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The sector is gradually shifting towards a future where green buildings and adoption of new technologies to limit carbon and other hazardous emissions will increasingly be a larger constituent of their offering.
The Indian real estate sector is a critical component driving our economy. Niti Ayog predicts that it is estimated to reach a market size of US$ 1 trillion by 2030 representing for 18-20 % of India’s GDP. Currently contributing to 6-7% of the country’s GDP, the real estate sector is growing at 20% per annum. It is the second largest creator of jobs after the agricultural sector and has a huge multiplier effect on the Indian economy as it spurs demand in over 250 other satellite industries like building materials, paint, brick, cement, steel etc., connected to the real estate sector.
Being a mainstay and the driver of the Indian economy, the real estate sector by virtue of its business accounts for 22% of all the emissions in the country. With the demand for housing in India, especially in the urban areas, expected to grow manifold in the near future, the onus of shaping the narratives for a sustainable future lies squarely with the real estate industry. With the world moving towards adopting a sustainable approach to reduce carbon footprint and avoid catastrophic climate changes, real estate sector too needs to find ways to reduce the impact on the environment.
The COVID-19 pandemic has spotlighted the need to adopt a more sustainable lifestyle that will ensure we live a better earth for the future generations. Increasingly there is a need for urban developments that are built using principles of ESG (Environmental, Social & Governance). Leading real estate players in India like Lodha, Godrej, Tata Realty and Mahindra to name a few have started taking concrete steps towards carbon neutrality. For instance, leading real estate player Lodha, recently announced its announced its commitment to set carbon emissions targets with the Science Based Targets initiative. This is in line with its announcement to go carbon neutral by 2035.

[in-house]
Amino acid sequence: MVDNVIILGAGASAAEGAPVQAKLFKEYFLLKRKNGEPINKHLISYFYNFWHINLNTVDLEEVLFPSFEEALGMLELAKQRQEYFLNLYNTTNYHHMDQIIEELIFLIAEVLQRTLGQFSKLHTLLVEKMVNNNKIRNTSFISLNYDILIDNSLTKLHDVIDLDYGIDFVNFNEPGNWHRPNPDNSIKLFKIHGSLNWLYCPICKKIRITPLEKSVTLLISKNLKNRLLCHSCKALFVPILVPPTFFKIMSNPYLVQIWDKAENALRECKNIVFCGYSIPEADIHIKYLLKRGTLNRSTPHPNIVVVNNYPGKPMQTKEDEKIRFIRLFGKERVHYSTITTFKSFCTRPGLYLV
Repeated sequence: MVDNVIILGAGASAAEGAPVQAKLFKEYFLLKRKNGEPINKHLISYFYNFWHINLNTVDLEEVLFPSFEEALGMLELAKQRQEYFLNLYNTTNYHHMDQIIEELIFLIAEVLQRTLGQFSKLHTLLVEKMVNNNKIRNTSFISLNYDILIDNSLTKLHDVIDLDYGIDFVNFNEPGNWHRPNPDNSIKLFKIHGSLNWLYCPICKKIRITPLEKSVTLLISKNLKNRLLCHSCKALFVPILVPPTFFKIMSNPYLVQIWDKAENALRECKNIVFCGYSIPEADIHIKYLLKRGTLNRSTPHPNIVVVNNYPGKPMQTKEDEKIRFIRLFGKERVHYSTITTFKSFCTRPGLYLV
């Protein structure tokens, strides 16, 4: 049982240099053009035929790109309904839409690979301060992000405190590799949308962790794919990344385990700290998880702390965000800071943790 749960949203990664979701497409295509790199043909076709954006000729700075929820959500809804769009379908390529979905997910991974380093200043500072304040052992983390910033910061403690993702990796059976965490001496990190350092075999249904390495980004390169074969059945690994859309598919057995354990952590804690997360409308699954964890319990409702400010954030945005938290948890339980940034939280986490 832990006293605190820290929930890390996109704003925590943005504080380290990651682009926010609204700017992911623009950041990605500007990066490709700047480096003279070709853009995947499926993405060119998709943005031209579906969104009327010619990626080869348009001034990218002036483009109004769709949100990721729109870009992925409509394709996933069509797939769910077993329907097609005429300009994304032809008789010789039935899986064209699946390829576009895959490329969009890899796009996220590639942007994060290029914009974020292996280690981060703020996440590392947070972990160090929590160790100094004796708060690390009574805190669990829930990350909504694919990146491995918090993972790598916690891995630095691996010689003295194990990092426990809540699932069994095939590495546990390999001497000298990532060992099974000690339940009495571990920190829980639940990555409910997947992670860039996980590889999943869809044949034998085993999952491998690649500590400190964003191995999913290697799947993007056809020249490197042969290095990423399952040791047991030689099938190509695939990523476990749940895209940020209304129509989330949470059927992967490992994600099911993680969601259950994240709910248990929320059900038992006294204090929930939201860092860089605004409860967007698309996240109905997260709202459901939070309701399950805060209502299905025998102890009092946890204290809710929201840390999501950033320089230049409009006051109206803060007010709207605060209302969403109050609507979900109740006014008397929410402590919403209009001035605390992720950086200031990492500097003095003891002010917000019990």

The sector is gradually shifting towards a future where green buildings and adoption of new technologies to limit carbon and other hazardous emissions will increasingly be a larger constituent of their offering. They are working towards reducing their impact by adopting initiatives like sustainable design, conserving natural resources, switching to greener construction technology, optimising use of water, using solar energy, waste composting, water harvesting, to name a few.
The adoption is also fuelled by the consumers who are increasingly conscious of their impact on the environment by moving towards a more sustainable lifestyle. They are willing to pay premium for products and services that align with the vision of sustainability. Further, the sustainable approach towards homes will have both tangible and intangible long term benefits that will result in savings of operational & maintenance costs and other utility expenses. It also fosters adoption of sustainable lifestyle by the residents.
Another area where real estate developers are playing a crucial role is by giving a push to EV infrastructure. The biggest contributor of emissions is vehicular pollution. It is estimated that 75% of India’s population breathes air that exceeds the maximum limit set by the National Ambient Air Quality Standards (NAAQS). Cognisant of the perils of air pollution for its citizens, the GOI too in a bid to mitigate the emissions risk of traditional Internal Combustion Engines vehicles and reduce fossil fuel dependency is promoting the use of electric vehicles and incentivising the ecosystem around it. It is in this context that increasingly real estate developers are building EV charging infrastructure in their developments. Easy availability of charging infrastructure will push more adoption of EVs by consumers.
Disclaimer: This is a company release. No HT journalist is involved in creation of this content.